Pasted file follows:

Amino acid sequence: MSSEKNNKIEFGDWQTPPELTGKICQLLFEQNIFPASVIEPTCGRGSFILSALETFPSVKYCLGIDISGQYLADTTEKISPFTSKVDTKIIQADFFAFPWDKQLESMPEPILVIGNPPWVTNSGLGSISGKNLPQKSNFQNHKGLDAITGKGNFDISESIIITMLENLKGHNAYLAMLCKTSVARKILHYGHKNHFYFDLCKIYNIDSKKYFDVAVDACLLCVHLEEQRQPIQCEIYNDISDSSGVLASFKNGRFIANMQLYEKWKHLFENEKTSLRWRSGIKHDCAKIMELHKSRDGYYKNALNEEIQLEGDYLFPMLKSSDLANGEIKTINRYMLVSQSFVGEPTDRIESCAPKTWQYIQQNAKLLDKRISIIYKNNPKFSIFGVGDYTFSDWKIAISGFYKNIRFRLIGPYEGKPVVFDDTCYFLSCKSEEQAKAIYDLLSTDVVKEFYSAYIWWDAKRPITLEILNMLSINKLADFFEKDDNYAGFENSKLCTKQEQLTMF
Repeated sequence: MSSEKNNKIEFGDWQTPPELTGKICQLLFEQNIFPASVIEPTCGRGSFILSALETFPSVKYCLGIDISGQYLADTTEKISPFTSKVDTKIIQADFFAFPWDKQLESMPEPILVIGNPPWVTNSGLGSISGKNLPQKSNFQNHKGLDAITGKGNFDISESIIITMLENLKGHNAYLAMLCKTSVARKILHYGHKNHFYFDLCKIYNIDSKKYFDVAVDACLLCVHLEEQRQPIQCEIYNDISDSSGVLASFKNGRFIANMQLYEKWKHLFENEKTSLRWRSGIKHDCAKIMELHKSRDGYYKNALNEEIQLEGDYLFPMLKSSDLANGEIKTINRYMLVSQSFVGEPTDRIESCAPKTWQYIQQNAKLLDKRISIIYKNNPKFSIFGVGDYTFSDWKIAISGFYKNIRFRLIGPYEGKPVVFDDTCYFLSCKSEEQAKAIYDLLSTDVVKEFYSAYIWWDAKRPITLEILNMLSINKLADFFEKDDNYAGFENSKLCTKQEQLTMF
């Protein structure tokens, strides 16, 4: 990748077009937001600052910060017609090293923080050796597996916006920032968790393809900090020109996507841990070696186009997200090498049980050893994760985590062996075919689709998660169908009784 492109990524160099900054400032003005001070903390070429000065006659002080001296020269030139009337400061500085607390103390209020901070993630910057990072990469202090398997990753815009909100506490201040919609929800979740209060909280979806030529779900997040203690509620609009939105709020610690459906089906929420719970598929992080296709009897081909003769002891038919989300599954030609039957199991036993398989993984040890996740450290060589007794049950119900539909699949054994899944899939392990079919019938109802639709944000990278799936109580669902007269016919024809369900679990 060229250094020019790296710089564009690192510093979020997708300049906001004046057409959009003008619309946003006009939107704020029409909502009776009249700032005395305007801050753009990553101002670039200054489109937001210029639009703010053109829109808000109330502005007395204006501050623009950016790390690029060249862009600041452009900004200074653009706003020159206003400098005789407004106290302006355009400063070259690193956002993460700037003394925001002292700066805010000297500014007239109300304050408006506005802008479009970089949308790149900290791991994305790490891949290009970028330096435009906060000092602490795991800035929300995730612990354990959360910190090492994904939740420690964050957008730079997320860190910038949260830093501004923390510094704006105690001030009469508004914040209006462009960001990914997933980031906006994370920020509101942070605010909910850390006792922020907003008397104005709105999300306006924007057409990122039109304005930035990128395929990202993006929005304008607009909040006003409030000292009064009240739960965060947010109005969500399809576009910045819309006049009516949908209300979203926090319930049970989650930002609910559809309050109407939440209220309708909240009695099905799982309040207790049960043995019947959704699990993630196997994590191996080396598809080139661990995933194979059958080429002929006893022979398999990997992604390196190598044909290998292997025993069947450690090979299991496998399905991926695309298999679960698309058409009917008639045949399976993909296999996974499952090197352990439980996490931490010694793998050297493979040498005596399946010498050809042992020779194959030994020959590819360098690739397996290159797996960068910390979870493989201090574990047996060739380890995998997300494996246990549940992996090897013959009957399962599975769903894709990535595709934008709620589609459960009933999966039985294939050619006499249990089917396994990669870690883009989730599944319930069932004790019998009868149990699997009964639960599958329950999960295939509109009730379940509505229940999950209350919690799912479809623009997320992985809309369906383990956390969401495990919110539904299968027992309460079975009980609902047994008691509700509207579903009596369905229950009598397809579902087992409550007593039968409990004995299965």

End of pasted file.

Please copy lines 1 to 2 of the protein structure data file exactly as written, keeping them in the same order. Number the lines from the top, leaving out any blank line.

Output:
Amino acid sequence: MSSEKNNKIEFGDWQTPPELTGKICQLLFEQNIFPASVIEPTCGRGSFILSALETFPSVKYCLGIDISGQYLADTTEKISPFTSKVDTKIIQADFFAFPWDKQLESMPEPILVIGNPPWVTNSGLGSISGKNLPQKSNFQNHKGLDAITGKGNFDISESIIITMLENLKGHNAYLAMLCKTSVARKILHYGHKNHFYFDLCKIYNIDSKKYFDVAVDACLLCVHLEEQRQPIQCEIYNDISDSSGVLASFKNGRFIANMQLYEKWKHLFENEKTSLRWRSGIKHDCAKIMELHKSRDGYYKNALNEEIQLEGDYLFPMLKSSDLANGEIKTINRYMLVSQSFVGEPTDRIESCAPKTWQYIQQNAKLLDKRISIIYKNNPKFSIFGVGDYTFSDWKIAISGFYKNIRFRLIGPYEGKPVVFDDTCYFLSCKSEEQAKAIYDLLSTDVVKEFYSAYIWWDAKRPITLEILNMLSINKLADFFEKDDNYAGFENSKLCTKQEQLTMF
Repeated sequence: MSSEKNNKIEFGDWQTPPELTGKICQLLFEQNIFPASVIEPTCGRGSFILSALETFPSVKYCLGIDISGQYLADTTEKISPFTSKVDTKIIQADFFAFPWDKQLESMPEPILVIGNPPWVTNSGLGSISGKNLPQKSNFQNHKGLDAITGKGNFDISESIIITMLENLKGHNAYLAMLCKTSVARKILHYGHKNHFYFDLCKIYNIDSKKYFDVAVDACLLCVHLEEQRQPIQCEIYNDISDSSGVLASFKNGRFIANMQLYEKWKHLFENEKTSLRWRSGIKHDCAKIMELHKSRDGYYKNALNEEIQLEGDYLFPMLKSSDLANGEIKTINRYMLVSQSFVGEPTDRIESCAPKTWQYIQQNAKLLDKRISIIYKNNPKFSIFGVGDYTFSDWKIAISGFYKNIRFRLIGPYEGKPVVFDDTCYFLSCKSEEQAKAIYDLLSTDVVKEFYSAYIWWDAKRPITLEILNMLSINKLADFFEKDDNYAGFENSKLCTKQEQLTMF